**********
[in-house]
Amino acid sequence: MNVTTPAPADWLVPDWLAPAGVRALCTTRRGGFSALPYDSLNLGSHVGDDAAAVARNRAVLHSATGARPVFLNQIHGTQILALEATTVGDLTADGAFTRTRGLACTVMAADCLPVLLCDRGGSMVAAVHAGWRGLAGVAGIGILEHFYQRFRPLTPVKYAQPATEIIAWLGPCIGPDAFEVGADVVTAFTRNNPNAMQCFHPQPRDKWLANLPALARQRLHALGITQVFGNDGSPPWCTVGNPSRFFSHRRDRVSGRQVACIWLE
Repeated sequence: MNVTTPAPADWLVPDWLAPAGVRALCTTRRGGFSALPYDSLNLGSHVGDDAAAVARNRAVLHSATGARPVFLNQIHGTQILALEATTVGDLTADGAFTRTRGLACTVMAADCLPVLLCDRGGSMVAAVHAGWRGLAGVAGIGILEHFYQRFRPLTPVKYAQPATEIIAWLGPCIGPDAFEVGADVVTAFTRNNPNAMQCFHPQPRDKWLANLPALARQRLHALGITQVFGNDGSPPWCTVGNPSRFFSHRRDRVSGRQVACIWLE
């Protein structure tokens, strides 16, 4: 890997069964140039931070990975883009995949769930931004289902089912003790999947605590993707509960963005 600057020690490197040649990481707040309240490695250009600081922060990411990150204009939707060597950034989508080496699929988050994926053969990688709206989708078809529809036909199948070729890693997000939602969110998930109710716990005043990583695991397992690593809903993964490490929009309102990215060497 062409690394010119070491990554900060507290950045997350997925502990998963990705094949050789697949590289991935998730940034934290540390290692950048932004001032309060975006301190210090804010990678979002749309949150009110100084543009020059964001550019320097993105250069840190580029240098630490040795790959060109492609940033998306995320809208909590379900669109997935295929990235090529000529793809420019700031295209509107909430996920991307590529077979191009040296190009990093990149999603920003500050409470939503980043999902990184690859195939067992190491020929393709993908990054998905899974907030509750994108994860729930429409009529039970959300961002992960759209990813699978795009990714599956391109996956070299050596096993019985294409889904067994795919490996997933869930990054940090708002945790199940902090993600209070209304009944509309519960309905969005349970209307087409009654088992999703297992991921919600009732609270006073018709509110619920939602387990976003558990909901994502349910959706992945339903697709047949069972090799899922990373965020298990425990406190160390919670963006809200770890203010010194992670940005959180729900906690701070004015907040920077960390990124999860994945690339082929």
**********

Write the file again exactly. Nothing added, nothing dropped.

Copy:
[in-house]
Amino acid sequence: MNVTTPAPADWLVPDWLAPAGVRALCTTRRGGFSALPYDSLNLGSHVGDDAAAVARNRAVLHSATGARPVFLNQIHGTQILALEATTVGDLTADGAFTRTRGLACTVMAADCLPVLLCDRGGSMVAAVHAGWRGLAGVAGIGILEHFYQRFRPLTPVKYAQPATEIIAWLGPCIGPDAFEVGADVVTAFTRNNPNAMQCFHPQPRDKWLANLPALARQRLHALGITQVFGNDGSPPWCTVGNPSRFFSHRRDRVSGRQVACIWLE
Repeated sequence: MNVTTPAPADWLVPDWLAPAGVRALCTTRRGGFSALPYDSLNLGSHVGDDAAAVARNRAVLHSATGARPVFLNQIHGTQILALEATTVGDLTADGAFTRTRGLACTVMAADCLPVLLCDRGGSMVAAVHAGWRGLAGVAGIGILEHFYQRFRPLTPVKYAQPATEIIAWLGPCIGPDAFEVGADVVTAFTRNNPNAMQCFHPQPRDKWLANLPALARQRLHALGITQVFGNDGSPPWCTVGNPSRFFSHRRDRVSGRQVACIWLE
């Protein structure tokens, strides 16, 4: 890997069964140039931070990975883009995949769930931004289902089912003790999947605590993707509960963005 600057020690490197040649990481707040309240490695250009600081922060990411990150204009939707060597950034989508080496699929988050994926053969990688709206989708078809529809036909199948070729890693997000939602969110998930109710716990005043990583695991397992690593809903993964490490929009309102990215060497 062409690394010119070491990554900060507290950045997350997925502990998963990705094949050789697949590289991935998730940034934290540390290692950048932004001032309060975006301190210090804010990678979002749309949150009110100084543009020059964001550019320097993105250069840190580029240098630490040795790959060109492609940033998306995320809208909590379900669109997935295929990235090529000529793809420019700031295209509107909430996920991307590529077979191009040296190009990093990149999603920003500050409470939503980043999902990184690859195939067992190491020929393709993908990054998905899974907030509750994108994860729930429409009529039970959300961002992960759209990813699978795009990714599956391109996956070299050596096993019985294409889904067994795919490996997933869930990054940090708002945790199940902090993600209070209304009944509309519960309905969005349970209307087409009654088992999703297992991921919600009732609270006073018709509110619920939602387990976003558990909901994502349910959706992945339903697709047949069972090799899922990373965020298990425990406190160390919670963006809200770890203010010194992670940005959180729900906690701070004015907040920077960390990124999860994945690339082929």